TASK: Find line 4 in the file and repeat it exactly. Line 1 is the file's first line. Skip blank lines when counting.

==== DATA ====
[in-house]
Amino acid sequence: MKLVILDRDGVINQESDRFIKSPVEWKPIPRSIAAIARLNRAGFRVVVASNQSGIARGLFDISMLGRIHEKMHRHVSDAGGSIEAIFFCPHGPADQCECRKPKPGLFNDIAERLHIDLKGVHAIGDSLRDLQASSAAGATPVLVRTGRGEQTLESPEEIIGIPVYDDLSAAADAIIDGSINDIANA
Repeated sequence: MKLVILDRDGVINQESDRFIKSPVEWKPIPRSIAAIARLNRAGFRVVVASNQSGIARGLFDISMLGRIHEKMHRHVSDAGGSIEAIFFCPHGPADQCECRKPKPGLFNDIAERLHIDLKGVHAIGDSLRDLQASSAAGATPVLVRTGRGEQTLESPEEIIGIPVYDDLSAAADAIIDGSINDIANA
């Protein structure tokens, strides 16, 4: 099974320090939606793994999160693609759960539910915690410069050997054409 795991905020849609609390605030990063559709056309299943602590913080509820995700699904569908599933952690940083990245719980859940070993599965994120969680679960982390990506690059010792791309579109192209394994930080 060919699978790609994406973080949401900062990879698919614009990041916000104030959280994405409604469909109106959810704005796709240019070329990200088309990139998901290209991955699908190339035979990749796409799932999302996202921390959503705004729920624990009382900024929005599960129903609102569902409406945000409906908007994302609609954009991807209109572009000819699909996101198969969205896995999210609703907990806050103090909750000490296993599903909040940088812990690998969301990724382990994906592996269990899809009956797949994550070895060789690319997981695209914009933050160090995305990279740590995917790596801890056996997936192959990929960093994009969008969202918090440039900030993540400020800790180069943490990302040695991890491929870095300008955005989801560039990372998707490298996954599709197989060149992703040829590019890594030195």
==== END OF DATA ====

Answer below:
């Protein structure tokens, strides 16, 4: 099974320090939606793994999160693609759960539910915690410069050997054409 795991905020849609609390605030990063559709056309299943602590913080509820995700699904569908599933952690940083990245719980859940070993599965994120969680679960982390990506690059010792791309579109192209394994930080 060919699978790609994406973080949401900062990879698919614009990041916000104030959280994405409604469909109106959810704005796709240019070329990200088309990139998901290209991955699908190339035979990749796409799932999302996202921390959503705004729920624990009382900024929005599960129903609102569902409406945000409906908007994302609609954009991807209109572009000819699909996101198969969205896995999210609703907990806050103090909750000490296993599903909040940088812990690998969301990724382990994906592996269990899809009956797949994550070895060789690319997981695209914009933050160090995305990279740590995917790596801890056996997936192959990929960093994009969008969202918090440039900030993540400020800790180069943490990302040695991890491929870095300008955005989801560039990372998707490298996954599709197989060149992703040829590019890594030195």